The following story tells a story which has - or could have? - happend on 5 April 301, in the fourth week of the Fenizic invasion into Hochlandia, when Feniz - unfortunately though - launched an ultimatum against Phenixia to cede the province of Champoise to Feniz, based on cartographic reasoning.

Champoise - what happened really?

My version of "behind the scene" - I rather think it is on scene...

It was a nice warm and dry spring morning. The Phenixian officer in charge of the frontier crossing point near Aise-en-Chapelle stood in the shadow under the porch of his hut, in an impeccable uniform, buttons shining, cap square as it should be. As every day, he wondered what his Hochlandian comrades were doing. Nothing, of course, for they were lying, as always, in their own hut, sleeping from the Kirschwasser they drank regularly to forget their hunger. For months they had got no pay and were living on the customs duties they collected, or better pressed, from the people crossing the border.

A sound of heavy cars or light lorries drew the attention of the Phenixian to the bend of the road leading up to the border from the inner Hochlandia. Moments later the small convoy of three or four camouflaged vehicles came into sight and rapidly drew nearer. For ages, nobody had seen such neat vehicles on that side of the border. This must be - the Fenizic! There they finally came, the famous Royal Constabulary, taking possession of Hochlandia. The officer shouted a command and inside the hut, his deputy took up the phone to report to the headquarters.

In the same moment, the convoy came to an abrupt stop in a cloud of dust as the leader suddenly discerned the group of buildings as a frontier post. Swiftly, a platoon of soldiers jumped from the lorries and moved into position to routinely secure the convoy while a bewildered young lieutenant climbed out of his jeep, a map in his hands which he tried to decipher time and again. Finally he shook his head, looked around him, and entered the nearest hut where he thought to find the Hochlandian border guards. The hut indeed carried the remainders of a Hochlandian emblem of sorts. Bellowing shouts inside the hut seemed to have woken up the poor devils who emerged from the dark, wiping their eyes. To questions of the lieutenant, like "Is this really the border to Phenixia?" they replied with shrugs, eyes wide open, and the counter-question for cigarettes. Both sides seemed little impressed of each other. Now it was the lieutenant's turn to shrug and shake his head again. A command to his platoon made the men draw near the borderline, looking for shade rather than cover, while the officer adjusted his tunic and strode towards the Phenixian. At the line where the toll-bar had been he stopped, snapped to attention, saluted snazzy, and asked permission to cross the border and discuss a problem. The Phenixian officer returned the salute in an inimitable slack but perfect way, smiled and stepped out of the shadow to meet his comrade half-way. They introduced themselves, and as the Fenizic helplessly started waving his map, the Phenixian showed him into his guard's hut.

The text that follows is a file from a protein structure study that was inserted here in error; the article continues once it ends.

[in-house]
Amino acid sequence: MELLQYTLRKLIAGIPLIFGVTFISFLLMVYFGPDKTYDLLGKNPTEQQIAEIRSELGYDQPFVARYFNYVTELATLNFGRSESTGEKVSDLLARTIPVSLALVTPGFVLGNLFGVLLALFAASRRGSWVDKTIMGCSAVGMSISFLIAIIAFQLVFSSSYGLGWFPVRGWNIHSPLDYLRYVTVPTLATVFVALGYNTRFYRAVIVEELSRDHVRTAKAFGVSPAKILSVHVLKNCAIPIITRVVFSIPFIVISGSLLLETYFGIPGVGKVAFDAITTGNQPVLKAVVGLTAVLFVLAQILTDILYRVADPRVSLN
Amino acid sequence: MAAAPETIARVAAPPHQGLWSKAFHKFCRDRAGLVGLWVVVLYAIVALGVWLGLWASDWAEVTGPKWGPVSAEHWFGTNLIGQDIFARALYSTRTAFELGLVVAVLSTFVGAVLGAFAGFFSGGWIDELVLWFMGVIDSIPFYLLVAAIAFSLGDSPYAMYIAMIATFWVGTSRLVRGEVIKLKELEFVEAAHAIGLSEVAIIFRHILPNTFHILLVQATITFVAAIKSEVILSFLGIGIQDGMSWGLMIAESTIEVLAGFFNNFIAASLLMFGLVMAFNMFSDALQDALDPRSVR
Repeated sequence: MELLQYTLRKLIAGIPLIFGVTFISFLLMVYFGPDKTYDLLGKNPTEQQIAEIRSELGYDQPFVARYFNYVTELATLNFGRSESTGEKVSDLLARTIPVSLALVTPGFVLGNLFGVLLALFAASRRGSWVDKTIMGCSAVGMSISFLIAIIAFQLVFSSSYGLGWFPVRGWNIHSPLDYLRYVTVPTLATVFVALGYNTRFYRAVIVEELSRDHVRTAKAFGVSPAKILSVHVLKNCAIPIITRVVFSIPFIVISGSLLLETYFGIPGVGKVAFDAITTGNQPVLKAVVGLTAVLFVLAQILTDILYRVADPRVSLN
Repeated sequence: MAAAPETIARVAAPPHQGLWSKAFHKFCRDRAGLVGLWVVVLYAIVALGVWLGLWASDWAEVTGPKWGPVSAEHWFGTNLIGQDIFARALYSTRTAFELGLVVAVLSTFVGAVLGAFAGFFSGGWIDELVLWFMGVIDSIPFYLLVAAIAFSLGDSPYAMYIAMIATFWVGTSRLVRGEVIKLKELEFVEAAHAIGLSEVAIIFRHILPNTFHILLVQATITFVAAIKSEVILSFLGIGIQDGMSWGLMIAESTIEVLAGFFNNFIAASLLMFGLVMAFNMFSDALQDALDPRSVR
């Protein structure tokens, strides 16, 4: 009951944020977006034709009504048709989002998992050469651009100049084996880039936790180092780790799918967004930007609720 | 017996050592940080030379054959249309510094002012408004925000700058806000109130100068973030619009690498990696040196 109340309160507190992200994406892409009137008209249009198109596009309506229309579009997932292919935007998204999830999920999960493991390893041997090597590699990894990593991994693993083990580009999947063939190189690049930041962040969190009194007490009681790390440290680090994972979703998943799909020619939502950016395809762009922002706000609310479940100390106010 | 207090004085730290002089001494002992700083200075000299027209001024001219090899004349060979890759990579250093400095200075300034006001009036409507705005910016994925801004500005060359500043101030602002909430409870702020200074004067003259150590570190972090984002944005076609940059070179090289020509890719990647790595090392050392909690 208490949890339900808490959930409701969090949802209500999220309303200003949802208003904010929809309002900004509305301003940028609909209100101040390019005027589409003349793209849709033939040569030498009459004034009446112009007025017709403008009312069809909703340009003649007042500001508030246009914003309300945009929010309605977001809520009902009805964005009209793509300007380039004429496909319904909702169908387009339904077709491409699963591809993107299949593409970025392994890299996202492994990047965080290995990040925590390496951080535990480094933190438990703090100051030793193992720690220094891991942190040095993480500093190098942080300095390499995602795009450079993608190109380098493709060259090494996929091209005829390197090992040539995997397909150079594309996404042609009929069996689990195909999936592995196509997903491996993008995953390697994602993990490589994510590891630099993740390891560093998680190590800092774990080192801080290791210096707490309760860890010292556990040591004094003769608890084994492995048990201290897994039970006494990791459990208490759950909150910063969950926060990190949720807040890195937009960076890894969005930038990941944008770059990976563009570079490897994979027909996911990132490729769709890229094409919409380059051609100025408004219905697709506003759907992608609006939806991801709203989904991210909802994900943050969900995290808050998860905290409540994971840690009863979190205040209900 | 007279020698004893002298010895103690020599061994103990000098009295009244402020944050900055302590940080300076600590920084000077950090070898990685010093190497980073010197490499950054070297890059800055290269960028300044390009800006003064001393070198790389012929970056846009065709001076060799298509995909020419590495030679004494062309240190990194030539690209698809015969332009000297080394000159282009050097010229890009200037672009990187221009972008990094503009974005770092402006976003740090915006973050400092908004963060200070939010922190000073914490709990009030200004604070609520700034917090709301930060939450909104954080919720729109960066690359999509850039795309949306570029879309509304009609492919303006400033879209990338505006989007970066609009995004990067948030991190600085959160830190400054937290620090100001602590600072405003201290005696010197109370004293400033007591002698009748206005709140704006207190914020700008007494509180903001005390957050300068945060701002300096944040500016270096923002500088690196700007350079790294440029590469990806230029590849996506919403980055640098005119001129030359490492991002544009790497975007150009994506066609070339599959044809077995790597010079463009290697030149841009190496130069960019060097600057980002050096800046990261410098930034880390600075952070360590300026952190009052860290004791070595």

Their discussion, accompanied by a glass of wine and a cigarette, quickly revealed that the topography of their maps was rather equivalent while the border was missing on the Fenizic map sheet (which was an older Hochlandian one). The lieutenant was still quite at a loss. A rapid assessment of the situation told him that (a) there was no threat from the Phenixian side, so he ordered his men to relax, and that (b) he could not solve the case, so a messenger was sent back to the company headquarters which as relatively far back.

In the meantime, they setteled down in the shade of the Phenixian hut (i.e. near the bottle of wine) and made friends. After exchanging some "You will see!" they cursed the cartographers, the history, the bad world as such, especially the sun which was getting hotter, the dust, and the thirst, thus stepping back to the wine, the best thing on earth they had at the moment.

The radio brought news of the Fenizic ultimatum. The Fenizic said: "I told you!" The Phenixian simply replied: "Wait!"

The radio brought news of the replies from both Phenixia and Altland. The Phenixian grinned: "Je te l'ai dit!" The Fenizic replied: "Attends!" A Phenixian private brought a new bottle of wine. The radio was playing merrily. The sun was shining warm. The Phenixian bread was softer than the Fenizic. The private brought a new bottle of wine. Nicely cooled, the Fenizic lieutenant thought. The Hochlandian sergeant stumbled over with a bottle of Kirschwasser asking for cigarettes, settling in the shade, sighing, and pulled out a worn pack of cards. The officers looked at each other, smiled and shook their heads. A big lorry drove past at high speed. The sergeant cursed but even did not get to his feet. A day's pay gone by...

The messenger came back from the company post. The lieutenant read the newest orders, murmuring at a rising volume: "... no advancements towards the Phenixin territory. Keep clear of the actual border. No contact with Phenixian military or police forces." They grinned at each other. The messenger got a cigarette. The sergeant too. The officers got another bottle of wine.

Life could be so easy...

Other Behind-the-scene's: Four Men In A Tent - how Feniz's policy was realigned


© by Winfried Schroedter - last update of this page on 23. April 2004 18:13 Westeuropäische Normalzeit
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